Discover more from Sheri Roloff
Creative Work & Growing Plants
I've been drawing a lot of plants lately, which has me thinking about invisible growth. Read on for comic panel previews and caring for plants as a metaphor for creative work.
My comic “You Are With Me, Always” is gradually coming together! I’m designing it in a way that the layout will be easy to read both in my newsletter (I’ll post the full comic for subscribers only!) and as a printed zine.
I recently finished the change of season sequence where a flower grows over a series of panels. These panels will have text in the final version, but I wanted to share them as a wordless sequence today.
I spent a somewhat embarrassing amount of time deciding on what type of flower to use in this comic! After researching several different flowers, I landed on a yellow bearded iris for a few reasons:
It’s a perennial flower that comes back year after year, which is important to support the theme of the comic.
I wanted the flower to be yellow like the bird in the comic, so it visually reminds the capybara (and the reader) of the bird friend.
The bearded iris happens to be my favorite flower (I love irises in general!)
Technically, I don’t think there are any irises (bearded or otherwise) growing where capybaras hang out, but this is an artistic liberty I’m willing to take.
Orchids & Invisible Growth
The section of the comic above has me thinking about invisible growth and how much is happening even when it looks like (or feels like) absolutely nothing is happening,
Now, I don’t mean to brag, but I have kept an orchid alive for more than two years now. Normal people would probably not be proud of this, but this is a plant caretaking record for me!
I’m notoriously bad at keeping plants alive… I have no instincts when it comes to caring for plants, and I’m actually slowly killing a different plant that is arguably the easiest one I have to care for — a spider plant. And my failure with it is punctuated by the fact that this particular spider plant is a direct descendant of a sapling my husband brought home to his mom when he was in kindergarten. Yes, I’m killing my husband’s childhood plant.
I am a monster!
But my orchid lives.
A friend gave this orchid to me as a housewarming gift in early 2020, shortly before COVID hit. Since receiving it, I have religiously given it two ice cubes per week (just as the instructions told me). And it bloomed for months. Inevitably, it stopped blooming and the stem that once held many vibrant flowers shriveled up. But the green leaves at the base continued to look healthy. After a few online searches, I was assured it wasn’t dead — just dormant. I’m not sure if dormant is the right term, but essentially it was in a non-bloom cycle where it just hangs out and maybe grows some new leaves.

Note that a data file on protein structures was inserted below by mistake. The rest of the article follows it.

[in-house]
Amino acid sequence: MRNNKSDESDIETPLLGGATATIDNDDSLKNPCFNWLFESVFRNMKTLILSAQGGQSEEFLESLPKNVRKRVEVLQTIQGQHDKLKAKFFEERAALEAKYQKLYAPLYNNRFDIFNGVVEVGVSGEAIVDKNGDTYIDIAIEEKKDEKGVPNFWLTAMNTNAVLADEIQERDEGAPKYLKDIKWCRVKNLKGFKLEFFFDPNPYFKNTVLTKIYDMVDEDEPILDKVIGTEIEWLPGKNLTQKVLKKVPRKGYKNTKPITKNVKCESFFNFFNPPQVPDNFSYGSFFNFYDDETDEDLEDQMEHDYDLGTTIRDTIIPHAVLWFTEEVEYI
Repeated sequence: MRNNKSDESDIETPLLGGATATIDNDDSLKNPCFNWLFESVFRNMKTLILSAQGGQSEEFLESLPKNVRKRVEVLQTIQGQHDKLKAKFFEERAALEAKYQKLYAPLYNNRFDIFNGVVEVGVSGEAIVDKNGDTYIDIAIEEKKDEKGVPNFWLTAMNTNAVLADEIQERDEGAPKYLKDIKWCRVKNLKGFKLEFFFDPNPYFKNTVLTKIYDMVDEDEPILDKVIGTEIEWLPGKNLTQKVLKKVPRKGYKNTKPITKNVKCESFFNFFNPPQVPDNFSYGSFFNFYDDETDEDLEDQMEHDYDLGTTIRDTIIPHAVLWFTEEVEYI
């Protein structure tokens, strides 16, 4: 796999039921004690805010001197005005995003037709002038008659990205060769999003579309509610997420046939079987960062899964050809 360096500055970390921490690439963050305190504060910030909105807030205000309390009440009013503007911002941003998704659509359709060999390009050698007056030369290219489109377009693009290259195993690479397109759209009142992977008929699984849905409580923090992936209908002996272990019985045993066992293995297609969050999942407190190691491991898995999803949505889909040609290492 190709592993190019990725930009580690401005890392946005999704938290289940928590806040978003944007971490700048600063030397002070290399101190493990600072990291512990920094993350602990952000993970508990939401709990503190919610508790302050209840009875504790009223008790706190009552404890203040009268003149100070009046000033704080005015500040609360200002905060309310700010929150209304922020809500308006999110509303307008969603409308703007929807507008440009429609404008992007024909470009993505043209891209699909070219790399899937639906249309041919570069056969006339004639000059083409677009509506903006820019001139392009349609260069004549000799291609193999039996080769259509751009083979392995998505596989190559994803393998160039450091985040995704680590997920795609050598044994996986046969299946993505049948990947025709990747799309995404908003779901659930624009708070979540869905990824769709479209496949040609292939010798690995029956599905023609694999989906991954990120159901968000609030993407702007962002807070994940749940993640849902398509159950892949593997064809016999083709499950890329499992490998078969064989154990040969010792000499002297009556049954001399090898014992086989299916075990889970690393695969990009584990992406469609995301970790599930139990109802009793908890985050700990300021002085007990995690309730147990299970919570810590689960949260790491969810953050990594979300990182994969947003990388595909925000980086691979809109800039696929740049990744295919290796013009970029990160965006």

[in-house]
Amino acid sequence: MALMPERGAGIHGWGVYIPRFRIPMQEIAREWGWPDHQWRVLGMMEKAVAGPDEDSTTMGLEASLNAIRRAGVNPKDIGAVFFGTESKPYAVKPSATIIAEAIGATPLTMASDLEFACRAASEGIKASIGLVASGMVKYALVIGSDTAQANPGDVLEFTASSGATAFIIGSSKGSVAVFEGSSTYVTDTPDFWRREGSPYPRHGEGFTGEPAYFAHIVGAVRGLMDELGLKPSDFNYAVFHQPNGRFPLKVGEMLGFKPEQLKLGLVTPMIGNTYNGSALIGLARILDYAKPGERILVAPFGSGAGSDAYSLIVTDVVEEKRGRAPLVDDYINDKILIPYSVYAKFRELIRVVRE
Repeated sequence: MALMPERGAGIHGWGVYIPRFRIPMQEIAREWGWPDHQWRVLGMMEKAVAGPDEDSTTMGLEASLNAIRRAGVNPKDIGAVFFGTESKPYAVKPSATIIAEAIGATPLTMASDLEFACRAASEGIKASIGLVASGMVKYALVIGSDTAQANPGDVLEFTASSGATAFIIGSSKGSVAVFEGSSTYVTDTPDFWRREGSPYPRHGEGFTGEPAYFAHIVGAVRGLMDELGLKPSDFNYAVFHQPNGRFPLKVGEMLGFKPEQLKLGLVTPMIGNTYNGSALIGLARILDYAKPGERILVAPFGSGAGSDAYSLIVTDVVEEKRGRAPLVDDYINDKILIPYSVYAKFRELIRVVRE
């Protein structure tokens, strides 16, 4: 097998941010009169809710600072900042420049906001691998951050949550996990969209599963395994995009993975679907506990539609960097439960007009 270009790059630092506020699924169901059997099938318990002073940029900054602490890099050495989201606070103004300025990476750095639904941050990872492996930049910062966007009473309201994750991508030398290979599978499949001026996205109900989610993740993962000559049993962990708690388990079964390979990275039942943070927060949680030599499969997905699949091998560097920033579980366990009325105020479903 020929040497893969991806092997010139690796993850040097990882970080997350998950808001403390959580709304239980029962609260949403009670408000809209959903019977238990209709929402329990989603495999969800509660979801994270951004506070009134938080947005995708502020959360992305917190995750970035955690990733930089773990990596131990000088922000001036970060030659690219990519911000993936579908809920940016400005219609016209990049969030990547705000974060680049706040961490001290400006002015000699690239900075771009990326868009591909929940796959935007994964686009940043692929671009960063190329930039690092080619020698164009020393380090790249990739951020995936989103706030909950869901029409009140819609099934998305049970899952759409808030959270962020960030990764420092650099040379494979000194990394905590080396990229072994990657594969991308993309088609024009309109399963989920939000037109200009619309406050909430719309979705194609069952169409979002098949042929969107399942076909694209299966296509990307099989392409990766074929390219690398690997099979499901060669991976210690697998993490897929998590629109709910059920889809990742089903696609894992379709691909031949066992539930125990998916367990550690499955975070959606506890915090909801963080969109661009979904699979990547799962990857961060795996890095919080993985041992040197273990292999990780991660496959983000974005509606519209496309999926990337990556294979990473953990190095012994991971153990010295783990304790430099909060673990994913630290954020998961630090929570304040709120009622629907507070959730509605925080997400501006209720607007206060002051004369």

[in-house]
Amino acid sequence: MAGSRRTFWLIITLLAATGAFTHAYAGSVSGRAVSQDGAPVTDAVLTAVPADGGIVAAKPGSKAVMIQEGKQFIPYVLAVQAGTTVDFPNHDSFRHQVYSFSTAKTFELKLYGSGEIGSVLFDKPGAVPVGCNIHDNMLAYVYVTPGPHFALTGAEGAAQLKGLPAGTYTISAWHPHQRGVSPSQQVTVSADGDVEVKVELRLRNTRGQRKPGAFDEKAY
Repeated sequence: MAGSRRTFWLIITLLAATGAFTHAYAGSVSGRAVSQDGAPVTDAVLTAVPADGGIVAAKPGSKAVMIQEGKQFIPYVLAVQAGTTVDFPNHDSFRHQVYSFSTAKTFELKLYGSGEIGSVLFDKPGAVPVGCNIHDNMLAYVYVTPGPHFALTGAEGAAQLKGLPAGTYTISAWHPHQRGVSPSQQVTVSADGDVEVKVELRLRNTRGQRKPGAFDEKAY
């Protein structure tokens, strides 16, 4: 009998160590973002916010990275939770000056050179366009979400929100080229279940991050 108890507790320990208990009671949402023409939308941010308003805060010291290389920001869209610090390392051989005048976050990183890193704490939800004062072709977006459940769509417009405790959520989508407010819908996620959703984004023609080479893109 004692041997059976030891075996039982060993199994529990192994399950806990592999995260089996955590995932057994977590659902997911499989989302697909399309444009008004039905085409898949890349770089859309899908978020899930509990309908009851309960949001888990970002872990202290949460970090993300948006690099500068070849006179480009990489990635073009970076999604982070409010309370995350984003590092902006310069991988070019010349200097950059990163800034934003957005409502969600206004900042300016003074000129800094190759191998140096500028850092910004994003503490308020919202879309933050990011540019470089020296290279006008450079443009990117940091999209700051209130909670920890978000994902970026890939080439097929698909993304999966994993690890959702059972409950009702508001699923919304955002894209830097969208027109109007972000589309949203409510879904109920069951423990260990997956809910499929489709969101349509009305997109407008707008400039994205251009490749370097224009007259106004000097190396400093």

It felt like my orchid was in this dormant phase FOREVER. Over time, two or three larger green leaves very slowly sprouted from the base of the plant, which was exciting! But with each new leaf, an old one at the bottom would turn yellow and fall away. One step forward, one step back!
The metaphor for creative work here is pretty obvious, and in some ways, incredibly comforting. Especially now that my orchid baby is blooming again! It seems that dormant period of time was critical after all! It looked like it was doing almost nothing for two solid years, and at times, maybe even dying. But recently a new stem finally sprouted, and it’s covered in buds. I am amazed by this.
All I did was give my orchid two ice cubes every week and wait. I didn’t fertilize it or give it special orchid food or anything. I did say kind things to it sometimes. Like, “You’re doing a great job, orchid! Look at your big impressive leaves!”
But caring for this orchid has come to two really basic things:
I want my art and writing practice to be like those two ice cubes every week.
Every week I’m trying to make metaphorical ice cubes and feed my creative practice. Sometimes it feels like the project I’m feeding is dying on the vine, but eventually I believe it will turn into something… with enough time and consistency.
I’m perhaps overly proud that my orchid is blooming again, but rest assured, I have no illusions about being some kind of orchid guru. I acknowledge the role of luck and environment played in keeping this orchid alive and well. The parallels to creative work continue! In plants, life and creative work — I’m hoping that consistency over time, in a good environment, will lead to a bit of luck and general well-being.
Consistency over time in a good environment will hopefully lead to a bit of luck.
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